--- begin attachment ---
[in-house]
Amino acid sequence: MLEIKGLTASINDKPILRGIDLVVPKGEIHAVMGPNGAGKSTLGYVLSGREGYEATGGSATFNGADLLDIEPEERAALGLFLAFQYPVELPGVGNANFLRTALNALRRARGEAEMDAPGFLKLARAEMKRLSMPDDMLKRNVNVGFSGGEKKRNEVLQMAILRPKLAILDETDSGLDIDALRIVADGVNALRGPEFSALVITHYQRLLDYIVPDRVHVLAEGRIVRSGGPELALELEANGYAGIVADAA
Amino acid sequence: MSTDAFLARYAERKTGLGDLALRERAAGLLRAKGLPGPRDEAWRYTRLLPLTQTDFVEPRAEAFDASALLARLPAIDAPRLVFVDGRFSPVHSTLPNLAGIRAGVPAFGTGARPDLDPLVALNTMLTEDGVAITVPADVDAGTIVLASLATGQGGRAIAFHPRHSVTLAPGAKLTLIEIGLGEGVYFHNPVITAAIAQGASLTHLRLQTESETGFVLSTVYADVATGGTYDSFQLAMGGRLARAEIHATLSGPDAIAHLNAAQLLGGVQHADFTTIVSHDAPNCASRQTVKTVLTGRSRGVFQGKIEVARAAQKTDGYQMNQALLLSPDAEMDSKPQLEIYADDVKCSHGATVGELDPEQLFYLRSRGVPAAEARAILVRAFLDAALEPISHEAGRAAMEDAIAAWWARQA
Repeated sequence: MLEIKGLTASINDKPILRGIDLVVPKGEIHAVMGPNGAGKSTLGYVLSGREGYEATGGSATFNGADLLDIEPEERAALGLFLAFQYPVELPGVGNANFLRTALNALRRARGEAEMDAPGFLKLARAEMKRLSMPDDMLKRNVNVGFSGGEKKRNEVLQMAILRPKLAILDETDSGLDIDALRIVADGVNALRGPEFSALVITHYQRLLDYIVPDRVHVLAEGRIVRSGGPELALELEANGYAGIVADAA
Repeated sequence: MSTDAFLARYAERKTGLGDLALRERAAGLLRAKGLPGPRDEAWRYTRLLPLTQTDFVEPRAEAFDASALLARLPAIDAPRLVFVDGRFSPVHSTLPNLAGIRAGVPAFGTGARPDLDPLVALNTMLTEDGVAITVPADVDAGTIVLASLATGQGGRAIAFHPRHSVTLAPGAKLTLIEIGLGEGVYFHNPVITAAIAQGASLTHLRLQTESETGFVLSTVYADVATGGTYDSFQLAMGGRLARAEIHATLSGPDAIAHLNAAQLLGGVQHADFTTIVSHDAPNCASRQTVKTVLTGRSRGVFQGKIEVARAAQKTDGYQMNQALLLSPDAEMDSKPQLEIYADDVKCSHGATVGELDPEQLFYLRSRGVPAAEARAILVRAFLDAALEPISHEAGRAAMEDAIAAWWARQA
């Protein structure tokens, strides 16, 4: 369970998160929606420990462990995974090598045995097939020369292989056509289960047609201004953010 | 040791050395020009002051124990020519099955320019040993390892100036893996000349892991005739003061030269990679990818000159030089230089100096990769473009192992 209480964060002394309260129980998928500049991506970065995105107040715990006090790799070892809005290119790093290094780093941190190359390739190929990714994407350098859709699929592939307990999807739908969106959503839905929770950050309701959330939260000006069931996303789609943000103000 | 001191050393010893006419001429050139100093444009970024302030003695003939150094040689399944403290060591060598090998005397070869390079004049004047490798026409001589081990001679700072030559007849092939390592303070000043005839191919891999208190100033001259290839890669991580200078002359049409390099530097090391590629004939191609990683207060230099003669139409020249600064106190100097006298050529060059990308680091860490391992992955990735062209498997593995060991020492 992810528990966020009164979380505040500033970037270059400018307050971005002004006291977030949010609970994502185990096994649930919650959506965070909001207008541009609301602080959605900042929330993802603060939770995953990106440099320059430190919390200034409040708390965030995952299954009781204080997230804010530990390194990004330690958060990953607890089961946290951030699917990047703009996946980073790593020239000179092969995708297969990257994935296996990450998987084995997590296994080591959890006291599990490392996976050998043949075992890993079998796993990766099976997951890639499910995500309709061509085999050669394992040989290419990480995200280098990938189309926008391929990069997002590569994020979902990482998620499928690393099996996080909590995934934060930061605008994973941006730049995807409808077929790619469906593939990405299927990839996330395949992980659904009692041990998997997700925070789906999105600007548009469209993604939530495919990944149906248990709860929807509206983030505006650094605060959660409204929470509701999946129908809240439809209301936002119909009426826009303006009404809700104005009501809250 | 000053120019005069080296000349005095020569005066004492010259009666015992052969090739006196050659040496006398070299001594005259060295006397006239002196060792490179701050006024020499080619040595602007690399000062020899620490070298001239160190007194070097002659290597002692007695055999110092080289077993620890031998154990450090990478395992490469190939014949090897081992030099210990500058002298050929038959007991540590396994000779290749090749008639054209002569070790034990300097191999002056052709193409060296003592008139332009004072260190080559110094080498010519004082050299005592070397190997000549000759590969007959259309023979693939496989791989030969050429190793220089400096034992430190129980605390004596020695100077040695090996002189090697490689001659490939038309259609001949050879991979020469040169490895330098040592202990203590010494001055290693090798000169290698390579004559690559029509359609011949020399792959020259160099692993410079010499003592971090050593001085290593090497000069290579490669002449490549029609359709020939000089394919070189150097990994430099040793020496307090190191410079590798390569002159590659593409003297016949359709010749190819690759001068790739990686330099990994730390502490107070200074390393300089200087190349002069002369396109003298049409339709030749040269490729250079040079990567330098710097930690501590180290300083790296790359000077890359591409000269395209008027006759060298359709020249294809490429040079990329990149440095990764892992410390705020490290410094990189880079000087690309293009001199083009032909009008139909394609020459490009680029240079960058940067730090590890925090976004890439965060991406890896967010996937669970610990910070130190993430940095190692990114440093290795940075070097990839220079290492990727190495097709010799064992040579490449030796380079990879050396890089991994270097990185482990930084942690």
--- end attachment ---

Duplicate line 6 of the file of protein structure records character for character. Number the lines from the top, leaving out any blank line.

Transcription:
């Protein structure tokens, strides 16, 4: 369970998160929606420990462990995974090598045995097939020369292989056509289960047609201004953010 | 040791050395020009002051124990020519099955320019040993390892100036893996000349892991005739003061030269990679990818000159030089230089100096990769473009192992 209480964060002394309260129980998928500049991506970065995105107040715990006090790799070892809005290119790093290094780093941190190359390739190929990714994407350098859709699929592939307990999807739908969106959503839905929770950050309701959330939260000006069931996303789609943000103000 | 001191050393010893006419001429050139100093444009970024302030003695003939150094040689399944403290060591060598090998005397070869390079004049004047490798026409001589081990001679700072030559007849092939390592303070000043005839191919891999208190100033001259290839890669991580200078002359049409390099530097090391590629004939191609990683207060230099003669139409020249600064106190100097006298050529060059990308680091860490391992992955990735062209498997593995060991020492 992810528990966020009164979380505040500033970037270059400018307050971005002004006291977030949010609970994502185990096994649930919650959506965070909001207008541009609301602080959605900042929330993802603060939770995953990106440099320059430190919390200034409040708390965030995952299954009781204080997230804010530990390194990004330690958060990953607890089961946290951030699917990047703009996946980073790593020239000179092969995708297969990257994935296996990450998987084995997590296994080591959890006291599990490392996976050998043949075992890993079998796993990766099976997951890639499910995500309709061509085999050669394992040989290419990480995200280098990938189309926008391929990069997002590569994020979902990482998620499928690393099996996080909590995934934060930061605008994973941006730049995807409808077929790619469906593939990405299927990839996330395949992980659904009692041990998997997700925070789906999105600007548009469209993604939530495919990944149906248990709860929807509206983030505006650094605060959660409204929470509701999946129908809240439809209301936002119909009426826009303006009404809700104005009501809250 | 000053120019005069080296000349005095020569005066004492010259009666015992052969090739006196050659040496006398070299001594005259060295006397006239002196060792490179701050006024020499080619040595602007690399000062020899620490070298001239160190007194070097002659290597002692007695055999110092080289077993620890031998154990450090990478395992490469190939014949090897081992030099210990500058002298050929038959007991540590396994000779290749090749008639054209002569070790034990300097191999002056052709193409060296003592008139332009004072260190080559110094080498010519004082050299005592070397190997000549000759590969007959259309023979693939496989791989030969050429190793220089400096034992430190129980605390004596020695100077040695090996002189090697490689001659490939038309259609001949050879991979020469040169490895330098040592202990203590010494001055290693090798000169290698390579004559690559029509359609011949020399792959020259160099692993410079010499003592971090050593001085290593090497000069290579490669002449490549029609359709020939000089394919070189150097990994430099040793020496307090190191410079590798390569002159590659593409003297016949359709010749190819690759001068790739990686330099990994730390502490107070200074390393300089200087190349002069002369396109003298049409339709030749040269490729250079040079990567330098710097930690501590180290300083790296790359000077890359591409000269395209008027006759060298359709020249294809490429040079990329990149440095990764892992410390705020490290410094990189880079000087690309293009001199083009032909009008139909394609020459490009680029240079960058940067730090590890925090976004890439965060991406890896967010996937669970610990910070130190993430940095190692990114440093290795940075070097990839220079290492990727190495097709010799064992040579490449030796380079990879050396890089991994270097990185482990930084942690």